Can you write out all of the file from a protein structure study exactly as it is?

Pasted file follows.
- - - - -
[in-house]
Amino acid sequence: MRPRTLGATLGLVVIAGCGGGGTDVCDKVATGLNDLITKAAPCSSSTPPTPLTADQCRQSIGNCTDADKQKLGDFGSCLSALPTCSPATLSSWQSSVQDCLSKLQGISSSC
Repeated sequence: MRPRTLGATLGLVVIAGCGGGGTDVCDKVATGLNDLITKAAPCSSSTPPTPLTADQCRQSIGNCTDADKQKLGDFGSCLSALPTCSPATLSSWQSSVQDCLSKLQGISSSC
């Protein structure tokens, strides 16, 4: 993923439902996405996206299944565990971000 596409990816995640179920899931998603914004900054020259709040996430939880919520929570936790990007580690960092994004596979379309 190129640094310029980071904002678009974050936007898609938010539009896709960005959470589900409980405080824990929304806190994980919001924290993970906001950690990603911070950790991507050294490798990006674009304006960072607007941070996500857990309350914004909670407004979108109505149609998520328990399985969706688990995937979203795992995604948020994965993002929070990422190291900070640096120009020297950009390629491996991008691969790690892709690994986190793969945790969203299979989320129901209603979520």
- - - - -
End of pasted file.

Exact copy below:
[in-house]
Amino acid sequence: MRPRTLGATLGLVVIAGCGGGGTDVCDKVATGLNDLITKAAPCSSSTPPTPLTADQCRQSIGNCTDADKQKLGDFGSCLSALPTCSPATLSSWQSSVQDCLSKLQGISSSC
Repeated sequence: MRPRTLGATLGLVVIAGCGGGGTDVCDKVATGLNDLITKAAPCSSSTPPTPLTADQCRQSIGNCTDADKQKLGDFGSCLSALPTCSPATLSSWQSSVQDCLSKLQGISSSC
């Protein structure tokens, strides 16, 4: 993923439902996405996206299944565990971000 596409990816995640179920899931998603914004900054020259709040996430939880919520929570936790990007580690960092994004596979379309 190129640094310029980071904002678009974050936007898609938010539009896709960005959470589900409980405080824990929304806190994980919001924290993970906001950690990603911070950790991507050294490798990006674009304006960072607007941070996500857990309350914004909670407004979108109505149609998520328990399985969706688990995937979203795992995604948020994965993002929070990422190291900070640096120009020297950009390629491996991008691969790690892709690994986190793969945790969203299979989320129901209603979520």